A major chapter has closed – Kimini was shipped to her new owner last night.
As this is my first full-blown CAD project, I get to learn all the quirks like everyone else, like CAD’s wonderful ability to see everything with such exact precision. The snap-to feature is something I’ve been using all along and taking – too much – for granted. Move a tube to a junction and it “snaps” to the node, as it should. However, had I zoomed in close, I would have seen that it does indeed snap to a node… just not necessarily the one I intended! So where several tubes come together; the situation’s ripe to have an added line be “slightly off” due to snapping to something nearby. The real damage (timewise) is that later tubes carry along the error, building errors the further along I went. My payment for being lax is to have to go back through the entire chassis and confirm each node is truly a singular point. I also noticed that the fuel tank frame doesn’t quite fit… huh? Sigh, oh well, another thing that I thought was finished isn’t. Add it to the list… but it’s coming along, quirks and all.
That aside, the last of the tubes are in place, minus the rack and radiator mount; now it’s a matter of figuring out how to optimize all the tubes. After that each tube will become its own component and get the end profiles cut; it’s not hard, just very tedious. After that, everything gets dimensioned – that’s the fun part – then it’s time to start cutting steel! The idea is to build the car from these plans, adding notes and corrections as I go along, so that by the time the car is built there’s a known-accurate set of plans. Unlike with Kimini, it means that if Midlana ever gets bent, there will be accurate drawings to make new parts.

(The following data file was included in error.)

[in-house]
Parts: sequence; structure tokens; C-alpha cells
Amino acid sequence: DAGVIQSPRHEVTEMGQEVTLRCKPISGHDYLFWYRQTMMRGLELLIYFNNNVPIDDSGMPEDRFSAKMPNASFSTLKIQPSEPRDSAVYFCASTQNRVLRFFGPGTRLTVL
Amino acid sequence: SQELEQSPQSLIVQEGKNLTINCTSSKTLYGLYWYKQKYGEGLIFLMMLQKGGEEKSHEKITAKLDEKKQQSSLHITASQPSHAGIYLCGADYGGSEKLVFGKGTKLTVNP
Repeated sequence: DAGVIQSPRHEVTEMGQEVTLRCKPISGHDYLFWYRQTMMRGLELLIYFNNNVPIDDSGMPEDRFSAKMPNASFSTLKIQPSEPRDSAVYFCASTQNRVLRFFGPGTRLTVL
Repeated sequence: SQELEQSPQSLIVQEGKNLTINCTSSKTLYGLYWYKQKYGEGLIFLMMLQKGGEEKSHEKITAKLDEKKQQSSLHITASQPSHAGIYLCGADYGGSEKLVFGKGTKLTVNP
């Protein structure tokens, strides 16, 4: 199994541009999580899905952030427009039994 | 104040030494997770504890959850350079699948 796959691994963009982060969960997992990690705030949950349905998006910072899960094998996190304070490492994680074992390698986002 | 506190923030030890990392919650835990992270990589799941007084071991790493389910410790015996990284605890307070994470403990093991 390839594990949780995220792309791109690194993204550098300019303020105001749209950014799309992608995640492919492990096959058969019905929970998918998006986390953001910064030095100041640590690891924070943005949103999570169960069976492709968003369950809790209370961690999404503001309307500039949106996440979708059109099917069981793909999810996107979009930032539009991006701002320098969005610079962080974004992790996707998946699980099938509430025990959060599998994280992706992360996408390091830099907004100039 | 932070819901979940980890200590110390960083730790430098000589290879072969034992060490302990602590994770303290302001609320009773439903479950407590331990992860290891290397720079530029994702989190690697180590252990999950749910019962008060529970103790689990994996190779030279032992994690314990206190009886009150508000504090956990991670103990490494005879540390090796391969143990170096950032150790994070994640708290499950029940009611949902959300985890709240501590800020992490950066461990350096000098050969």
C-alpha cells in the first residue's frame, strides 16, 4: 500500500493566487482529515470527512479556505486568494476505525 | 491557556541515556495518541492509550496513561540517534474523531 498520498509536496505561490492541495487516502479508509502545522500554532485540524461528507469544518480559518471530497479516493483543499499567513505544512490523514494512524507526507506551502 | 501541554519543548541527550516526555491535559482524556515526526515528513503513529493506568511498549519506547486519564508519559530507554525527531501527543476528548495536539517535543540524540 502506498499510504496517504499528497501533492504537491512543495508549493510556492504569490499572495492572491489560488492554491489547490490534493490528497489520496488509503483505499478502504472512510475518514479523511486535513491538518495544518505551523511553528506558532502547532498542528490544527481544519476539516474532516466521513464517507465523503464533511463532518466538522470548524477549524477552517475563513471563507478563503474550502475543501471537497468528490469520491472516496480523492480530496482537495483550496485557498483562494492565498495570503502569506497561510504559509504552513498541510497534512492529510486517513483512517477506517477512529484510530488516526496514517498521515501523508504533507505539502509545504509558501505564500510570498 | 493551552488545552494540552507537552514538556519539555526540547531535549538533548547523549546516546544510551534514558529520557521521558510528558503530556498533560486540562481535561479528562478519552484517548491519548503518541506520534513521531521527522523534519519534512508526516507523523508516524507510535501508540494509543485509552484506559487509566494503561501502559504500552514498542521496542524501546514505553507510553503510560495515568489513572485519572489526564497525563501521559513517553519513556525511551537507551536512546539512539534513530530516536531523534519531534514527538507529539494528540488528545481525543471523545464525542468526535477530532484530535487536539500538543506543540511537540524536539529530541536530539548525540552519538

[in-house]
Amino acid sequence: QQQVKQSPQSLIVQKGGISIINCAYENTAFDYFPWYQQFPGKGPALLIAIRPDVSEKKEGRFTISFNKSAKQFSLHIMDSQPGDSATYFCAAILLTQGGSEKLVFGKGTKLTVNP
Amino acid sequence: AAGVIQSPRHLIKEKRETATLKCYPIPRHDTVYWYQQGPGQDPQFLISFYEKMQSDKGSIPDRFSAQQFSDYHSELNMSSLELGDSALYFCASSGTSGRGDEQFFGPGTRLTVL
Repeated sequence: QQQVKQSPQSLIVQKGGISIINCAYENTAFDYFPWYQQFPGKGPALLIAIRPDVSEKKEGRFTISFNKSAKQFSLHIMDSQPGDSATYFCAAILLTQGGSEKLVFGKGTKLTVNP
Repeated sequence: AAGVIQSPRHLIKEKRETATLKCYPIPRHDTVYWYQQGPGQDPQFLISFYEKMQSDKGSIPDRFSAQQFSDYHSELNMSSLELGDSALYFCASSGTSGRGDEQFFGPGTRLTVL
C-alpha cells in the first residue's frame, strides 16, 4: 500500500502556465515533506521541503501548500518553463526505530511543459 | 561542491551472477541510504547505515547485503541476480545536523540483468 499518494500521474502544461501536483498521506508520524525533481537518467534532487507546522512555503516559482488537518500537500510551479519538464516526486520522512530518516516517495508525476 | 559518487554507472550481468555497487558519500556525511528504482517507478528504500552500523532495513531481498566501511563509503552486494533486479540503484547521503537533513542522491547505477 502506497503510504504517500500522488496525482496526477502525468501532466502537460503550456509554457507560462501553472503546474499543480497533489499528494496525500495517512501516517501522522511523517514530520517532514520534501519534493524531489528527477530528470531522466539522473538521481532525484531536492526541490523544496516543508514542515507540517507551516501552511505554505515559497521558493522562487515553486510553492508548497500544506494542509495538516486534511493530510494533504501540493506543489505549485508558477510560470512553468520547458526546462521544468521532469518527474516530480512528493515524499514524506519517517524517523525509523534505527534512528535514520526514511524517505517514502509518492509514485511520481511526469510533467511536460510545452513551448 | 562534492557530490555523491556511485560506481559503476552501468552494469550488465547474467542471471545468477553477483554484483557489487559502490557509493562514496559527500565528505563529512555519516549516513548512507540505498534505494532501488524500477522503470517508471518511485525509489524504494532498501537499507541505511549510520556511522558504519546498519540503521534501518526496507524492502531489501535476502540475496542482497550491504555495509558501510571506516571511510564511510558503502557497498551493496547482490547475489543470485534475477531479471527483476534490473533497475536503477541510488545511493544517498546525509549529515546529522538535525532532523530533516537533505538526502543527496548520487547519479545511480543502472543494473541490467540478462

Since no one likes the footwell reinforcement (I admit I wasn’t sure about it myself), I took it out for now. All this stuff is subject to constant change as it progresses; even after it goes to steel there will no doubt be further refinements as the chassis solidifies. Per a suggestion from Dean, and remembering how I handled Kimini’s floor, part of the floor is going to be double-skinned. This prevents the driver’s legs from dropping out if the floor panel gets ripped off in an accident. (This is what happened to race car driver Bob Bondurant, so, as with Kimini, it’s called a Bondurant panel.) This may change slightly, maybe using smaller diagonals, but you get the idea.
Reader Brian reminded me that there are many race organizations, not just US-based SCCA and NASA. While it’s impossible to meet all the rules everywhere, he brings up a good point. It doesn’t hurt to review rules from elsewhere and see what’s easy to implement. I realize many people won’t race their cars in officially organized events – I’m not. But because these organizations learned the hard way about what survives crashes and what doesn’t, it pays to follow their guidelines. An accident at 40 mph with an SUV on the street can be just as bad – or worse – than a single-car crash at 100 mph on a racetrack.
I discussed the future fabrication of the turbocharger exhaust manifold with my race car fabricator buddy, Alan. For fun I mentioned possibly using Inconel and was surprised when he didn’t laugh. He said it really is the best material to use, build it and forget it, if it’s in the budget. It is not, at $200 per U-bend, I’d be spending about $1200 just for tubing! No, can’t go there, but I will use 321 stainless. At $40-50 per U-bend it’s still expensive but much less so.
Several people have written questioning whether the upper chassis is following SCCA and NASA rules; specifically, how the roof tubes cross instead of running parallel to the centerline of the chassis. I don’t think I’ve broken the rules but would appreciate input if you feel otherwise, especially if pertanent rules can be quoted. The reason the roof tubes cross is to make it easy to get in and out. I really don’t want a true boxed-in cage, where getting in and out resembles an old episode of “Dukes of Hazzard”, never mind having a girl get in wearing a dress! I noticed with disappointed amusement that NASA, like the SCCA, allows using 1.375″ OD “unobtainium” tubing.
So let me know; it’s trivial to correct now; much tougher later on, never mind the liability of having a bunch of books in circulation saying to do it wrong…